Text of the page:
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Hide yon deluded agonizing train,
Who bleed by thousands on the purple plain ;
Their piercing cries, their dying groans controul,
And lock up all the feelings of his soul.
Shield him from lander's perfecuting race,
Who seek to wound, and labour to disgrace,
Who view the humblest worth with jealous eye,
The viper brood of black malignity!
So fall, perchance, content with thee return,
'Mongst vernal sweets to raise his wintry urn;
To his retreat tranquillity repair,
“ And freedom dwell a pentive hermit there."

Hoyle Lake, a Poem, written on that Coast, and addressed to its

PROPRIETOR, SIR JOHN STANLEY. [From LLANGOLLEN Vale, with other Poems, by Anna Seward.)

HEE, Stanley, thee, our gladden'd spirit hails,

Since life's first good for us thy efforts gain,
Who, habitants of Albion's inland vales,

Reside far distant from her circling main.

,

These light some walls, beneath thy generous cares

Arofe, the lawny scene's convivial boast,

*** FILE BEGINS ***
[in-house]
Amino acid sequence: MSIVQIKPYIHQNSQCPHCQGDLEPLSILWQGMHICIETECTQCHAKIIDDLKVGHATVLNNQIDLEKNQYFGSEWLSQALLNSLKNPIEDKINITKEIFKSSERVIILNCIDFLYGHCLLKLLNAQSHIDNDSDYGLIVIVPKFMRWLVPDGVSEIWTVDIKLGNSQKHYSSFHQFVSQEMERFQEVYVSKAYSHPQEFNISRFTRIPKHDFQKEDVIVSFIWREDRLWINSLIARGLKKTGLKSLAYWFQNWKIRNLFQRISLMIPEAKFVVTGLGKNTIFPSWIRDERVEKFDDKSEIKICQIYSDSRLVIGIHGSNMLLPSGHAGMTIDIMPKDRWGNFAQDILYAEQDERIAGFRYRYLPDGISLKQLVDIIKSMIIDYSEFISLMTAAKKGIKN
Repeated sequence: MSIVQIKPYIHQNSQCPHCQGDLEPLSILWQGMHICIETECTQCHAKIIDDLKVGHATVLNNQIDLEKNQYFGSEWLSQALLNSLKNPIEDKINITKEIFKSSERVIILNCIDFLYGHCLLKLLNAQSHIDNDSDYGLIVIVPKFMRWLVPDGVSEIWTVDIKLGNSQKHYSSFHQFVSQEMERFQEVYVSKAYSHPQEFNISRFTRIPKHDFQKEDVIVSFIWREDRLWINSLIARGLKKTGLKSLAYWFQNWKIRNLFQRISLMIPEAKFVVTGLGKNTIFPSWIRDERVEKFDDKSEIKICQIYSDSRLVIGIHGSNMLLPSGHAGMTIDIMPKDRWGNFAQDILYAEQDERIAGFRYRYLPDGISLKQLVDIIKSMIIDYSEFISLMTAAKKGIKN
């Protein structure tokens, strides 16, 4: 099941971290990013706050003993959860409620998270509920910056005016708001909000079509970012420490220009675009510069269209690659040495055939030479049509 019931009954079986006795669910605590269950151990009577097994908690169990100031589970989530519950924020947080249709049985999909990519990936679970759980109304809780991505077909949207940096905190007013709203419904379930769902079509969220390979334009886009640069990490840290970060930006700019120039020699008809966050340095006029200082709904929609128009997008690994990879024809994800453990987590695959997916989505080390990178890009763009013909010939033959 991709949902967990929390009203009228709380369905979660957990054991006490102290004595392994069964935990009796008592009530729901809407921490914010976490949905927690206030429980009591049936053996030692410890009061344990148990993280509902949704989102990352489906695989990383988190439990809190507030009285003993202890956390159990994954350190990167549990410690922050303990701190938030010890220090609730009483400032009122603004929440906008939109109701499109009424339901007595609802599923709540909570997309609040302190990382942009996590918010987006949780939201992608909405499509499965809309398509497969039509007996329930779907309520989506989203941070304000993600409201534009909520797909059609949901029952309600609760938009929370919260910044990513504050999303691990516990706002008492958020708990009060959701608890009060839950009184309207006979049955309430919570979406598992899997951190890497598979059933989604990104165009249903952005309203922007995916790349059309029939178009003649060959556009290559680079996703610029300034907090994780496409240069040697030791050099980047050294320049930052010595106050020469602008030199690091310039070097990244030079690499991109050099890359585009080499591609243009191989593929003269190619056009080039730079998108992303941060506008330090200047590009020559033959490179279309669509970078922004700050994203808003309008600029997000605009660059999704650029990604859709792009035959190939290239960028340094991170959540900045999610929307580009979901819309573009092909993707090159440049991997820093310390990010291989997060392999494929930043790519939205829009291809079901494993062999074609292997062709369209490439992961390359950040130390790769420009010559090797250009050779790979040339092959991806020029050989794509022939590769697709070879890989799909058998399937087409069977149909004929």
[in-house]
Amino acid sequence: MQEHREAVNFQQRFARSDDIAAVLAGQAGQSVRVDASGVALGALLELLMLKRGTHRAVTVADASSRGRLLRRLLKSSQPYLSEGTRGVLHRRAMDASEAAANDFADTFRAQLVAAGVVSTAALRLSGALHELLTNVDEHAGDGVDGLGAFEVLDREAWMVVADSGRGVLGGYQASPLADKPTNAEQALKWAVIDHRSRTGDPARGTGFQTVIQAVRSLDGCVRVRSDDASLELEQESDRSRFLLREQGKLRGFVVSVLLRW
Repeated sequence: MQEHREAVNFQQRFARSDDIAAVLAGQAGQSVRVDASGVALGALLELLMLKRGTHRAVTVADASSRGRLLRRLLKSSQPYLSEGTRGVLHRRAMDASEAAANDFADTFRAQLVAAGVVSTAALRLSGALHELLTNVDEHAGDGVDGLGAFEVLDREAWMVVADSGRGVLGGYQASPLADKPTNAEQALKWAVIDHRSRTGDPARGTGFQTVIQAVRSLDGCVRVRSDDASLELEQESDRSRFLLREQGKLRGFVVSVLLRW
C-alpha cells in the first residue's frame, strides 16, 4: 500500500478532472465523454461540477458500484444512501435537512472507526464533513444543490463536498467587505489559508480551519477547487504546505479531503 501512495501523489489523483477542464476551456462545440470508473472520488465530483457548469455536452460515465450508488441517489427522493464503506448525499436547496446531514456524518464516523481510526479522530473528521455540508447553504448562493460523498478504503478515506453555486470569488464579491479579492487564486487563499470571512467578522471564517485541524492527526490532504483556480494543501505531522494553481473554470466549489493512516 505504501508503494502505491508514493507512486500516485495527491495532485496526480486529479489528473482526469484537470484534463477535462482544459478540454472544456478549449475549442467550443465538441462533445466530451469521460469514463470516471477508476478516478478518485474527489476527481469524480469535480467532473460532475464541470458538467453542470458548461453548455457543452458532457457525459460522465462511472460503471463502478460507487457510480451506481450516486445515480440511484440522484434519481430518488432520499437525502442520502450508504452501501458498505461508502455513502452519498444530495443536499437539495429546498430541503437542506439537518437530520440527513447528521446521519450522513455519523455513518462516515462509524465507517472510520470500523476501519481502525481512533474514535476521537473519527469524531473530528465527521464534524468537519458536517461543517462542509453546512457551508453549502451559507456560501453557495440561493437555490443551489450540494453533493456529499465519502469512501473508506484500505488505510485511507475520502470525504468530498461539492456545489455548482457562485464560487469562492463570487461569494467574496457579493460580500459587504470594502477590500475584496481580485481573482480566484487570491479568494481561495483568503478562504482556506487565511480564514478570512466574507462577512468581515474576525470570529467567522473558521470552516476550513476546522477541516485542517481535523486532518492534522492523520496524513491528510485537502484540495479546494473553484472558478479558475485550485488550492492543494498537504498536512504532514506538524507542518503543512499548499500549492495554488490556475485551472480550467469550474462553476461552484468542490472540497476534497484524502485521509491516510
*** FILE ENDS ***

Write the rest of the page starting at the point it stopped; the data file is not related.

While at thy voice clear-cheek'd Hygeia rears
Her aqueous altars on this tepid coast.
This coaft, the nearest to our central home,

That green Britannia's watry zone displays,
Now gives the drooping frame a cheerful dome*,

Whose lares t smile, and promise lengthen'd days.

When gather'd fogs the pale horizon steep,

Falling in heavy, deep, continual rain,
If, ere the sun link shrouded in the deep,

His crystal rays pervade the vapory train,
Dry are the tufty downs, diffufive spread

O'er the light surface of the sandy mound,
Where e'en the languid form may safely tread,

Drink the pure gale, and eye the blue profound.

Dear scene!--that stretch'd between the filver arms

Of Deva, and of Mersey, meets the main,
And when the sun-gilt day illumes its charms,